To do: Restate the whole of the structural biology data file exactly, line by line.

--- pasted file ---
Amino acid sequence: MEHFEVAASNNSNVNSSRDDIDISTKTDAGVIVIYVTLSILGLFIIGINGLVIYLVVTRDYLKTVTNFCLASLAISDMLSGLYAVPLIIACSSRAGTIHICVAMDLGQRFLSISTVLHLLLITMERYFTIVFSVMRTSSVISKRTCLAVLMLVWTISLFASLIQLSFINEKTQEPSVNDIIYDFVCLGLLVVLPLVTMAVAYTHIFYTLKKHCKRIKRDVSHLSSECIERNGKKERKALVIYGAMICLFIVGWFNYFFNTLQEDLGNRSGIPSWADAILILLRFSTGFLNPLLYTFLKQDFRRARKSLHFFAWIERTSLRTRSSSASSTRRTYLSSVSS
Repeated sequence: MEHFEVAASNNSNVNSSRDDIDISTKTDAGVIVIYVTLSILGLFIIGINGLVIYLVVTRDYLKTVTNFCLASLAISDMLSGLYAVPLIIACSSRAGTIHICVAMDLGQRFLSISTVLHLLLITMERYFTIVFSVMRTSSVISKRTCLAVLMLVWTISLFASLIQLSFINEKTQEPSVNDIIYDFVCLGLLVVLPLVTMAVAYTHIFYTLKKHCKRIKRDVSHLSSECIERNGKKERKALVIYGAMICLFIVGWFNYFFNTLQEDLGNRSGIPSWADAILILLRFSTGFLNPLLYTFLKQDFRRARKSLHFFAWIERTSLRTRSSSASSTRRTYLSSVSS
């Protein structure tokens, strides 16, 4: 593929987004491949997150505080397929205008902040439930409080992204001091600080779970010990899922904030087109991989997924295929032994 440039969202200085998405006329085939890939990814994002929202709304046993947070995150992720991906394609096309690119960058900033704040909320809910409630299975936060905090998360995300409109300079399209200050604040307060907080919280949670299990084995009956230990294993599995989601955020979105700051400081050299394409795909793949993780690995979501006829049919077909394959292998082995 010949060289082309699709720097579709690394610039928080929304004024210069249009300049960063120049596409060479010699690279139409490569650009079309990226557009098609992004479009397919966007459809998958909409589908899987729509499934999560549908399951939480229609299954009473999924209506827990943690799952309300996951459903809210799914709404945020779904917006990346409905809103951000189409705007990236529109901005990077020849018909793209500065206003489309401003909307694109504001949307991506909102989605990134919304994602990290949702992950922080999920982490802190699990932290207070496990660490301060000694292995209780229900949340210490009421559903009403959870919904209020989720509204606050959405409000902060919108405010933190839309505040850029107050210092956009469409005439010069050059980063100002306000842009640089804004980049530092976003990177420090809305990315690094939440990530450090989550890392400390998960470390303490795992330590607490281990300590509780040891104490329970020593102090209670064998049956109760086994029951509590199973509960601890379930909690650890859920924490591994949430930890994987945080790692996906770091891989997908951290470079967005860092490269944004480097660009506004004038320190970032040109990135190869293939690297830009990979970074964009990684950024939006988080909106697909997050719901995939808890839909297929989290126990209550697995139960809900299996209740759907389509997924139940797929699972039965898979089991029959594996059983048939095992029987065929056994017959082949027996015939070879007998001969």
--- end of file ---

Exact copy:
Amino acid sequence: MEHFEVAASNNSNVNSSRDDIDISTKTDAGVIVIYVTLSILGLFIIGINGLVIYLVVTRDYLKTVTNFCLASLAISDMLSGLYAVPLIIACSSRAGTIHICVAMDLGQRFLSISTVLHLLLITMERYFTIVFSVMRTSSVISKRTCLAVLMLVWTISLFASLIQLSFINEKTQEPSVNDIIYDFVCLGLLVVLPLVTMAVAYTHIFYTLKKHCKRIKRDVSHLSSECIERNGKKERKALVIYGAMICLFIVGWFNYFFNTLQEDLGNRSGIPSWADAILILLRFSTGFLNPLLYTFLKQDFRRARKSLHFFAWIERTSLRTRSSSASSTRRTYLSSVSS
Repeated sequence: MEHFEVAASNNSNVNSSRDDIDISTKTDAGVIVIYVTLSILGLFIIGINGLVIYLVVTRDYLKTVTNFCLASLAISDMLSGLYAVPLIIACSSRAGTIHICVAMDLGQRFLSISTVLHLLLITMERYFTIVFSVMRTSSVISKRTCLAVLMLVWTISLFASLIQLSFINEKTQEPSVNDIIYDFVCLGLLVVLPLVTMAVAYTHIFYTLKKHCKRIKRDVSHLSSECIERNGKKERKALVIYGAMICLFIVGWFNYFFNTLQEDLGNRSGIPSWADAILILLRFSTGFLNPLLYTFLKQDFRRARKSLHFFAWIERTSLRTRSSSASSTRRTYLSSVSS
């Protein structure tokens, strides 16, 4: 593929987004491949997150505080397929205008902040439930409080992204001091600080779970010990899922904030087109991989997924295929032994 440039969202200085998405006329085939890939990814994002929202709304046993947070995150992720991906394609096309690119960058900033704040909320809910409630299975936060905090998360995300409109300079399209200050604040307060907080919280949670299990084995009956230990294993599995989601955020979105700051400081050299394409795909793949993780690995979501006829049919077909394959292998082995 010949060289082309699709720097579709690394610039928080929304004024210069249009300049960063120049596409060479010699690279139409490569650009079309990226557009098609992004479009397919966007459809998958909409589908899987729509499934999560549908399951939480229609299954009473999924209506827990943690799952309300996951459903809210799914709404945020779904917006990346409905809103951000189409705007990236529109901005990077020849018909793209500065206003489309401003909307694109504001949307991506909102989605990134919304994602990290949702992950922080999920982490802190699990932290207070496990660490301060000694292995209780229900949340210490009421559903009403959870919904209020989720509204606050959405409000902060919108405010933190839309505040850029107050210092956009469409005439010069050059980063100002306000842009640089804004980049530092976003990177420090809305990315690094939440990530450090989550890392400390998960470390303490795992330590607490281990300590509780040891104490329970020593102090209670064998049956109760086994029951509590199973509960601890379930909690650890859920924490591994949430930890994987945080790692996906770091891989997908951290470079967005860092490269944004480097660009506004004038320190970032040109990135190869293939690297830009990979970074964009990684950024939006988080909106697909997050719901995939808890839909297929989290126990209550697995139960809900299996209740759907389509997924139940797929699972039965898979089991029959594996059983048939095992029987065929056994017959082949027996015939070879007998001969």